“The founders have tenaciously held on to their core values making no compromises. Peoli is proof of how appropriate design can aid decentralized, local, culture-rooted livelihoods and yet fetch returns in pounds and dollars,” says Swasti.
Peoli has 11 regular employees (all women) who come to the design studio and work. In addition, there are 40-50 women who work from home and visit the studio when required.
It takes Himani Bisht 15 minutes to walk to the studio from home every day. She lives with her husband, son and mother-in-law. Her husband manages a shop. The cheerful craftswoman says, “I have been working for Peoli for five years. I enjoy working here as I keep learning something new. I knew how to knit, but learnt spinning after joining Peoli.”
Vasanthi says, “Many of the women employed at Peoli are the sole breadwinners of their families. As per their skill level and abilities, they earn Rs 5,000-12,000 per month, which is 50-100 per cent greater than what they could earn elsewhere. When an artisan says with pride that she is now the one who calls the shots at home and not her husband – because she brings money to the table – it gives me such a high!”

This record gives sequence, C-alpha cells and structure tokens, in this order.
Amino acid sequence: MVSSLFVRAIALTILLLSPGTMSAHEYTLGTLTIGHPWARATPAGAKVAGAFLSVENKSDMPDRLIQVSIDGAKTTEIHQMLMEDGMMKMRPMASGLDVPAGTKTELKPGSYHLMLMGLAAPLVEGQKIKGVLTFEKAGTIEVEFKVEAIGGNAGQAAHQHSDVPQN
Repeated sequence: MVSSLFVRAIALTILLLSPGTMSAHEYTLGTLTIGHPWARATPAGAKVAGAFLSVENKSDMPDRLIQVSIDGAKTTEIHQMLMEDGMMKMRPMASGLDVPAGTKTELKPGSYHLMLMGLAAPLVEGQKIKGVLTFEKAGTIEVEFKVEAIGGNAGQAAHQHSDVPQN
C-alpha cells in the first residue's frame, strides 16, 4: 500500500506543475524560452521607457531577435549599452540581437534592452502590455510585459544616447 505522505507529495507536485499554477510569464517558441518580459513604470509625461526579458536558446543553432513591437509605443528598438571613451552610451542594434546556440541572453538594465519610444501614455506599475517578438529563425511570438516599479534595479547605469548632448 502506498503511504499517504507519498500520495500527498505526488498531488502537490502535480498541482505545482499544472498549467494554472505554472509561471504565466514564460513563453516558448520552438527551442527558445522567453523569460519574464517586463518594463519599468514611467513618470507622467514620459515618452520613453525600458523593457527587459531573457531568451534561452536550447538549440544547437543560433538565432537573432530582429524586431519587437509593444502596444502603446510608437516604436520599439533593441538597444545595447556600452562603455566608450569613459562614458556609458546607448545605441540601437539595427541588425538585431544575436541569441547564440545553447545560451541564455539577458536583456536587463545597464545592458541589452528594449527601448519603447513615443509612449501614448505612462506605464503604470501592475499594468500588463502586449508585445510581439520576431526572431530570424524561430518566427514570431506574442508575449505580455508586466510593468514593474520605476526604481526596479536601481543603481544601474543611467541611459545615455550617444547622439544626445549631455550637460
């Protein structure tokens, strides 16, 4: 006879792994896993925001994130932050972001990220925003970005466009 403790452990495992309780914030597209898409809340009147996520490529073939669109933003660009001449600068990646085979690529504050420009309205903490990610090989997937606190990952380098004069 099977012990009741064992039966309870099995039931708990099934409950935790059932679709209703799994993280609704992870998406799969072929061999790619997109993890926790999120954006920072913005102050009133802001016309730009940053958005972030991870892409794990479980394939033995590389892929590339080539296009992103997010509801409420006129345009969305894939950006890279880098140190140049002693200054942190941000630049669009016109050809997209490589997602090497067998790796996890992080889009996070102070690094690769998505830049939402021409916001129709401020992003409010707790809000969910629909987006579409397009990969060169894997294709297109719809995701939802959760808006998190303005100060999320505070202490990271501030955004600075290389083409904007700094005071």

“The retail price range of our woollen knitted products for sweaters is Rs 8,000-20,000, overcoats are priced between Rs 20,000-30,000, scarves and shawls are for Rs 4,000-Rs 7,000 and socks, gloves and caps go for Rs 2,000-4,000. Bags are priced at Rs 4,000-5,000,” says Vasanthi.
“We have an exclusive and limited range of designs we release every year. We sell to around 50 premium customers during our selling season each year – November to February. Over the past six years, we have built a small but loyal customer base who spend more than Rs. 1 lakh on each purchase. Currently, we have around five to six Indian as well as international brands we work with at a wholesale level in the US, Australia and China which give us the bulk of our revenue and help us ensure a continuous stream of work for the artisans,” she explains.
The market presence of Peoli has grown to buyers in the UK, Europe, the USA, Australia, China and South Korea. Peoli now has seven stores in India and five stores overseas.
The roadmap ahead? “Going forward, we want to shift our focus to accessing overseas markets (through agents and boutique stores) and increasing our B2B business with larger brands and through wholesale platforms. This has helped us have a steady business during the pandemic. Also, over the next three years, we aim to ensure jobs for 250 women in our region,” says Abhinav.
“Our Peoli is a flower, which has emerged from a strong philosophy rooted in mindful design practices, and we hope to continue nurturing it with our efforts,” says a determined Vasanthi.
(Edited by Yoshita Rao)